'Transformative Moment' in Juvenile Justice Focus of Forum
A standing-room only crowd of nearly 300 enthusiastic juvenile justice
leaders, stakeholders, advocates and professionals crowded into the Center for
New York City Forum on Feb.12th to participate in a panel discussion about the
current "transformative moment" and gathering momentum to overhaul the
City and State's Juvenile Justice systems. The three main speakers were John B.
Mattingly, Commissioner of Children's Services and the Department of Juvenile
Justice; Vincent Schiraldi, the new NYC Department of Probation Commissioner,
and Gladys Carrion, Commissioner of the NY State Office of Children and Family
Services. Jeremy Travis, the President of John Jay College and Jeremy Kohomban,
Executive Director of Children's Village, were also on the panel sponsored by
the Center for New York City Affairs at Milano the New School for Management and
"Young people and families can be helped to do better in their communities,"
Commissioner Mattingly said, stressing the City's intention to provide more
alternatives to detention and placement opportunities following the merger of
Children's Services and the City's Department of Juvenile Justice. "They
don't need to be driven deeper into the system to get help." While explaining
that "we take very seriously our responsibility to protect communities" from
youth who have exhibited criminal behavior, the Commissioner said he intended to
establish the key commitments that these young people "belong somewhere - to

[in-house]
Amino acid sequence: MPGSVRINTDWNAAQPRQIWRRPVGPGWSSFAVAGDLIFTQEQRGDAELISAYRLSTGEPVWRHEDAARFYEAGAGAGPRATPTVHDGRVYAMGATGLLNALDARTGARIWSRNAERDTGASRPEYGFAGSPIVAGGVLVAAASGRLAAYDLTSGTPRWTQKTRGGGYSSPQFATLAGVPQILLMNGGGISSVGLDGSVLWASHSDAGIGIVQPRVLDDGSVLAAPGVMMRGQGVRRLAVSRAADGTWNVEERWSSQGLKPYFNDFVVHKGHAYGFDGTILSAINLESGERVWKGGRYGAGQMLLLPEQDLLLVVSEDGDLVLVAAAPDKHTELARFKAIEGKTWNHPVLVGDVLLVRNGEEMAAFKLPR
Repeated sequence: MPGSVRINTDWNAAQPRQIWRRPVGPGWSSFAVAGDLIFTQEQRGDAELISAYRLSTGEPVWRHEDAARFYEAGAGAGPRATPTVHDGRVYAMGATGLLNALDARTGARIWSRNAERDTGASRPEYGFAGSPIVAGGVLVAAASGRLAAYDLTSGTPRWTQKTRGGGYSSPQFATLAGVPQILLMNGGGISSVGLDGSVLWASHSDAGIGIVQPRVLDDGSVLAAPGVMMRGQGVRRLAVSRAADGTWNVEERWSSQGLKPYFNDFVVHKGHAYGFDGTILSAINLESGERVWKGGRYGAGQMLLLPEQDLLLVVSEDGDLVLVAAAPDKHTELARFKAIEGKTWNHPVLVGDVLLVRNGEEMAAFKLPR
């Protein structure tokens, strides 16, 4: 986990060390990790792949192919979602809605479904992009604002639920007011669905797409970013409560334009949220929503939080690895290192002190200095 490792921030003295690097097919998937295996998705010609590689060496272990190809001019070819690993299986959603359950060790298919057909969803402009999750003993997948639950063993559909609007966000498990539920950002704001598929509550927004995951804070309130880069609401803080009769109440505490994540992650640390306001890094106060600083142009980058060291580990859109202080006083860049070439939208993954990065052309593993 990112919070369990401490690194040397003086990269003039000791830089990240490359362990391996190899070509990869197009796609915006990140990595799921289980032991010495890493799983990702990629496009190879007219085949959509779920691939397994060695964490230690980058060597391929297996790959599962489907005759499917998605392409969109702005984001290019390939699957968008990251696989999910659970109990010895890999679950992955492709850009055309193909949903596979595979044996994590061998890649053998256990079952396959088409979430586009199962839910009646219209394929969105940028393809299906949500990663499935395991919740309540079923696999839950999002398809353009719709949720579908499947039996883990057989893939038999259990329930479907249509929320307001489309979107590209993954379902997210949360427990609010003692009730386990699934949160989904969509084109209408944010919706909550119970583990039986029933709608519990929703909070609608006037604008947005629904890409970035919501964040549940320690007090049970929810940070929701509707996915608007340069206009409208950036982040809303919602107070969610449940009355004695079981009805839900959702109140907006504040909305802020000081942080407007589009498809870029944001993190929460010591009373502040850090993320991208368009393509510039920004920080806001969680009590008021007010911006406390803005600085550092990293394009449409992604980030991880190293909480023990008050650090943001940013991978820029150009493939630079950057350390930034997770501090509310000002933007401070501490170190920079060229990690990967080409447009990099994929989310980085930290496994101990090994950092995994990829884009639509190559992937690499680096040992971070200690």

family, neighborhood, faith, City…won't come out hurt…and will feel better about
themselves and their future."
Commissioner Mattingly emphasized that the changes in juvenile justice and
the agency's efforts to strengthen the child welfare system would take time and
cost money - and would depend as well on the critical support of the State
Legislature. "But in four years, we will look very different. We will have
results." He explained that the City had already been working for the past eight
years to decrease the number of young people who are incarcerated, the length of
time in incarceration, and a decrease in the number of re-arrests. Asking for
support and prayers from the stakeholders, Mattingly said: "Stick with us."
Commissioner Schiraldi, who recently assumed his position in NYC after four
years as Director of the Department of Youth Rehabilitation Services in
Washington, D.C., called most juvenile correctional facilities "factories for
crime" and said most stakeholders "wouldn't expose their own children" to the
institutions where young people are currently sent in New York State and around
the country. While the trend nationally has been a decrease in the number of
young people who are incarcerated, Schiraldi pointed out that a critical issue
has been that all too often - as in New York State - the funds saved by
decreasing placement have not been re-directed to the cities for alternatives to
placement. As a result, the decrease in care days has meant increased costs to
NYC, not less. "We have to seal the deal on state realignment of money.
We've taken the kids out of the state system, but the state is charging us more.
We need bipartisan, statewide support to redistribute the money."
Saying the "stars are aligned" for change, Commissioner Carrion declared:
"We've firmly established that it's a broken system. But there is political will
now to change, and we are all working in partnership." For too long, she said,
"we were incarcerating too many children who posed little threat at great cost
to the public, far away from their families and communities. We can do